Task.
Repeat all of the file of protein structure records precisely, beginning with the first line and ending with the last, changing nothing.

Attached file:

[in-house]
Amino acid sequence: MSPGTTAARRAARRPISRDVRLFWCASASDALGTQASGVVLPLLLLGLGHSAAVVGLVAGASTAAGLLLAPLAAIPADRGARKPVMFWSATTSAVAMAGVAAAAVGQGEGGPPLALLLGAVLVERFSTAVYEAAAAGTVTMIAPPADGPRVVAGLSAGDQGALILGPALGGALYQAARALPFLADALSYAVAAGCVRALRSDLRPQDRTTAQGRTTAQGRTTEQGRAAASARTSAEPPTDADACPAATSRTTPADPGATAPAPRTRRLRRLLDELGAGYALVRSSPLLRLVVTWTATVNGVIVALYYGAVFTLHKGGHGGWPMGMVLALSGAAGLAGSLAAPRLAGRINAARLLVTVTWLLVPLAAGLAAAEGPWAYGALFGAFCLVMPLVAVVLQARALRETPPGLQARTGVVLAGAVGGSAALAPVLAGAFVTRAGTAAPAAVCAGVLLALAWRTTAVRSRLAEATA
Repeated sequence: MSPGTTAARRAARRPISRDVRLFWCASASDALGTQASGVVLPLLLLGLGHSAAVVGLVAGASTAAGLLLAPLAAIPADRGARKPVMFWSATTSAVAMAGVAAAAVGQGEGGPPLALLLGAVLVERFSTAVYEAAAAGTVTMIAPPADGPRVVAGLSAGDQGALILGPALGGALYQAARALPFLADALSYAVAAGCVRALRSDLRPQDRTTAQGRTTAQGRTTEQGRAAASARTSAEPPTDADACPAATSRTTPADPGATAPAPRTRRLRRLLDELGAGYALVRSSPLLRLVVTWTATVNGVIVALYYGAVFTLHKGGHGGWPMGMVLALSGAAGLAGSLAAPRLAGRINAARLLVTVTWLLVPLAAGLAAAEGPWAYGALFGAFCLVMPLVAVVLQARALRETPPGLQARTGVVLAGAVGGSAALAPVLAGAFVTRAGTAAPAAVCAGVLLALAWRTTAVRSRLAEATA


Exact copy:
[in-house]
Amino acid sequence: MSPGTTAARRAARRPISRDVRLFWCASASDALGTQASGVVLPLLLLGLGHSAAVVGLVAGASTAAGLLLAPLAAIPADRGARKPVMFWSATTSAVAMAGVAAAAVGQGEGGPPLALLLGAVLVERFSTAVYEAAAAGTVTMIAPPADGPRVVAGLSAGDQGALILGPALGGALYQAARALPFLADALSYAVAAGCVRALRSDLRPQDRTTAQGRTTAQGRTTEQGRAAASARTSAEPPTDADACPAATSRTTPADPGATAPAPRTRRLRRLLDELGAGYALVRSSPLLRLVVTWTATVNGVIVALYYGAVFTLHKGGHGGWPMGMVLALSGAAGLAGSLAAPRLAGRINAARLLVTVTWLLVPLAAGLAAAEGPWAYGALFGAFCLVMPLVAVVLQARALRETPPGLQARTGVVLAGAVGGSAALAPVLAGAFVTRAGTAAPAAVCAGVLLALAWRTTAVRSRLAEATA
Repeated sequence: MSPGTTAARRAARRPISRDVRLFWCASASDALGTQASGVVLPLLLLGLGHSAAVVGLVAGASTAAGLLLAPLAAIPADRGARKPVMFWSATTSAVAMAGVAAAAVGQGEGGPPLALLLGAVLVERFSTAVYEAAAAGTVTMIAPPADGPRVVAGLSAGDQGALILGPALGGALYQAARALPFLADALSYAVAAGCVRALRSDLRPQDRTTAQGRTTAQGRTTEQGRAAASARTSAEPPTDADACPAATSRTTPADPGATAPAPRTRRLRRLLDELGAGYALVRSSPLLRLVVTWTATVNGVIVALYYGAVFTLHKGGHGGWPMGMVLALSGAAGLAGSLAAPRLAGRINAARLLVTVTWLLVPLAAGLAAAEGPWAYGALFGAFCLVMPLVAVVLQARALRETPPGLQARTGVVLAGAVGGSAALAPVLAGAFVTRAGTAAPAAVCAGVLLALAWRTTAVRSRLAEATA